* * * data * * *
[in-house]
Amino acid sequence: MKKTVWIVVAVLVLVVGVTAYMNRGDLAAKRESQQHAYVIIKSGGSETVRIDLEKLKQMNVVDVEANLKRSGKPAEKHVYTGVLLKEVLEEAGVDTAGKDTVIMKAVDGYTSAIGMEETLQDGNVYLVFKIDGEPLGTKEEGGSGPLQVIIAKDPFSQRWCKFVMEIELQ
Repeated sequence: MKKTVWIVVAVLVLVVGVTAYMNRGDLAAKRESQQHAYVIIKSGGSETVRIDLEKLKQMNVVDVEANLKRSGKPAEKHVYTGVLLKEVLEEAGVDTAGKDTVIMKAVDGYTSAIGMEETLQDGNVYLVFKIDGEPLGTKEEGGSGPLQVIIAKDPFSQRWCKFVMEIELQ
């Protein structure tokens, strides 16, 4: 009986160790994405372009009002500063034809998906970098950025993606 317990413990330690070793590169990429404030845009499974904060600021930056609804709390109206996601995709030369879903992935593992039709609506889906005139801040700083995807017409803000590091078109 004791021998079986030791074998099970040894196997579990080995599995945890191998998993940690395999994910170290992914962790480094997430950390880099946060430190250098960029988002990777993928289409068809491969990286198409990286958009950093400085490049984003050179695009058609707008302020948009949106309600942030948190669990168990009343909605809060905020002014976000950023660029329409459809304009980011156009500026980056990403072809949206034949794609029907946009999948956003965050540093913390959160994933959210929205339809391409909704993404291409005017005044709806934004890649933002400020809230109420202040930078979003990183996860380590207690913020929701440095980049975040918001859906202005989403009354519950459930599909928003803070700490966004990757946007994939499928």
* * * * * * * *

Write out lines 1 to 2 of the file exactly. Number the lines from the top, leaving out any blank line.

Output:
[in-house]
Amino acid sequence: MKKTVWIVVAVLVLVVGVTAYMNRGDLAAKRESQQHAYVIIKSGGSETVRIDLEKLKQMNVVDVEANLKRSGKPAEKHVYTGVLLKEVLEEAGVDTAGKDTVIMKAVDGYTSAIGMEETLQDGNVYLVFKIDGEPLGTKEEGGSGPLQVIIAKDPFSQRWCKFVMEIELQ